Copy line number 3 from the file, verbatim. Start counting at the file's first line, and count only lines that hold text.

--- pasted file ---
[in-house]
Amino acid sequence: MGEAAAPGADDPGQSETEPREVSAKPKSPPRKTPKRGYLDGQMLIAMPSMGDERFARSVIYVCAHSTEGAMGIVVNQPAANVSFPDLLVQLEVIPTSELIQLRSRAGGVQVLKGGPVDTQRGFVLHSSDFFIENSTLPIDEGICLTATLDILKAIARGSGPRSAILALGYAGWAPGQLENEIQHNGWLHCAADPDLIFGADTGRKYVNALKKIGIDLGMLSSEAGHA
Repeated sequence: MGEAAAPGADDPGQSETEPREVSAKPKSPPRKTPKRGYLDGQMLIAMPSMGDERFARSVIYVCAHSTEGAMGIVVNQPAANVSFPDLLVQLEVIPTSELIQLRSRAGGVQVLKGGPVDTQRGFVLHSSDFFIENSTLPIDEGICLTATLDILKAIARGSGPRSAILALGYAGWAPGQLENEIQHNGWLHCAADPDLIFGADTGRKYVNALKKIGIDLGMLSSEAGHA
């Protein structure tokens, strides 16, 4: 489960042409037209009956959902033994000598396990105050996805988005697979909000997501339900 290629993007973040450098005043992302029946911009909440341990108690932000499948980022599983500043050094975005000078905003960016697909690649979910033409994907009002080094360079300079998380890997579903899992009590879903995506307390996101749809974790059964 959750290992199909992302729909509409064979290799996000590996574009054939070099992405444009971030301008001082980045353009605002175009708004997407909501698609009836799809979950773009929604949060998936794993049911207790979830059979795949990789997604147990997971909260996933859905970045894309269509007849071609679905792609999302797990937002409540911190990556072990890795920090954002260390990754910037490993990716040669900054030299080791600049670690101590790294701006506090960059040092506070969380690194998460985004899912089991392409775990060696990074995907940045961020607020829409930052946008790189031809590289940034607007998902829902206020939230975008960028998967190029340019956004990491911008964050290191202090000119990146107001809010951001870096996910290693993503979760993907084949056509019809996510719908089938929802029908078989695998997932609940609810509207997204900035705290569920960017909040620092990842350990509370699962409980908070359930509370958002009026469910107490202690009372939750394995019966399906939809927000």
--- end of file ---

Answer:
Repeated sequence: MGEAAAPGADDPGQSETEPREVSAKPKSPPRKTPKRGYLDGQMLIAMPSMGDERFARSVIYVCAHSTEGAMGIVVNQPAANVSFPDLLVQLEVIPTSELIQLRSRAGGVQVLKGGPVDTQRGFVLHSSDFFIENSTLPIDEGICLTATLDILKAIARGSGPRSAILALGYAGWAPGQLENEIQHNGWLHCAADPDLIFGADTGRKYVNALKKIGIDLGMLSSEAGHA